To run a successful esports club, you’ll need the support of stakeholders like your board of education, administrators, and the IT department. While not required, many districts choose to pass a board resolution around starting an esports program. Share our getting started resources with stakeholders so everyone can do their part to make esports in your school a success.
A club advisor is the school or community org-appointed adult responsible for supervising participants during GSE events and overseeing the day-to-day operations of your esports club. An advisor doesn’t have to be a gamer. An advisor just has to be an adult who is excited to support students in growing thier esports club.
Our rules ensure that every esports Club is an inclusive space for all students where everyone can use esports as a platform to grow! Review the GSE Rules and Code of Conduct to make sure Garden State Esports will meet the needs of your esports iniative and that your school or community organziation is able to uphold the high standards that GSE has for all its members.
It’s important to know who plans on joining your esports program. Survey students to better understand the diverse players you serve and the games they play. Consider gauging interest in alternate roles for members beyond gaming like team journalist, caster, vidoe editor, graphic designer, or statistician.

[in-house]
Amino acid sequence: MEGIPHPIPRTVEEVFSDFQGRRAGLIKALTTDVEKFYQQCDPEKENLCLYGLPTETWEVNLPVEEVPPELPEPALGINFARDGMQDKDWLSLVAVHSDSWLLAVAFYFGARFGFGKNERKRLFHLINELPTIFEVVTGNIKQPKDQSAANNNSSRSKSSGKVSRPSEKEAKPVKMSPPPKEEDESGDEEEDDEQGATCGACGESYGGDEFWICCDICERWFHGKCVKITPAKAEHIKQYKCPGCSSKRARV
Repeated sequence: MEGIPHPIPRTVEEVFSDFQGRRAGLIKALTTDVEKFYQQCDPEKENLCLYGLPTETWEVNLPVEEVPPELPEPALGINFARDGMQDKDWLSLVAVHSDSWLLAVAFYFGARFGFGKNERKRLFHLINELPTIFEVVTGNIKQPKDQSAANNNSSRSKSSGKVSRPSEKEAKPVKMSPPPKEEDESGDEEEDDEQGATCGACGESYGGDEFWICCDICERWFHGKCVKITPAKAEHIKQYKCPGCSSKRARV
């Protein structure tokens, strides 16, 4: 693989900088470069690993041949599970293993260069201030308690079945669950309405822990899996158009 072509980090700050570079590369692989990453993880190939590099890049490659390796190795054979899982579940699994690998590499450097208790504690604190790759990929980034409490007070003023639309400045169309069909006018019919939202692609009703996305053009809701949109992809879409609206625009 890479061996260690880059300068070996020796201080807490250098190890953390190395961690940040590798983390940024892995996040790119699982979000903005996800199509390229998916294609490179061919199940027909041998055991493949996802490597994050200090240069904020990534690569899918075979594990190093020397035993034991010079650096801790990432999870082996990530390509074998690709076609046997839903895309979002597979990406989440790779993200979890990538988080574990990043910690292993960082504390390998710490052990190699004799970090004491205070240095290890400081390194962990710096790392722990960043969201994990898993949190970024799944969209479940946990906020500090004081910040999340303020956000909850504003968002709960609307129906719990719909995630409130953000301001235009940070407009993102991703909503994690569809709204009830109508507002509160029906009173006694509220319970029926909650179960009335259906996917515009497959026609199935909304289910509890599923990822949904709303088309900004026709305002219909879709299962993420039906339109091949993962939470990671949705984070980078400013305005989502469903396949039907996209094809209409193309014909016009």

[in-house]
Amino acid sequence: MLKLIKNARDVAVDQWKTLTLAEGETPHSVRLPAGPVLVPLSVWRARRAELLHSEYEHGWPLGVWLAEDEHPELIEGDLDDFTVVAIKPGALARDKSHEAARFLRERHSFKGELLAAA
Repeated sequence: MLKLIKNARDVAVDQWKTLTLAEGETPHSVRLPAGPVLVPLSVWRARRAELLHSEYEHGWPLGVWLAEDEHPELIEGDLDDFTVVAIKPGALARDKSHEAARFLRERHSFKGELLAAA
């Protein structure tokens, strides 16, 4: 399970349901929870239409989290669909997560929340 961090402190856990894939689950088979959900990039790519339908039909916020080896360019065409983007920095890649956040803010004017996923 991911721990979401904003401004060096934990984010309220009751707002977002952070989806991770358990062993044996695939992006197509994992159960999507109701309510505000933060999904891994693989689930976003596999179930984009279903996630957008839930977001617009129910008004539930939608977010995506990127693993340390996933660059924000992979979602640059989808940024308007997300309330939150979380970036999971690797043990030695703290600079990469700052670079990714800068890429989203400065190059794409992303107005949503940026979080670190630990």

Download and fill out the GSE Membership Application. Your club advisor will be the main contact for your program. Your principal or community org leader must sign the application as well to be accepted as an official member. Once the Membership Application is signed and dated, upload it here.
Once we recieve your complete Membership Application, a member of the GSE team will reach out to your club advisor to schedule a call to go over next steps and answer any questions you may have. After that, it’s game on! Welcome to Garden State Esports!
Get interested players together and set the tone for the team. It’s important students understand the commitment they’re making. It’s also important that students know that how they play games at home is not how esports works in school. Your esports team should be a safe, inclusive place for everyone. Consider using the Good Luck, Have Fun Pledge to form the basis of your team’s charter.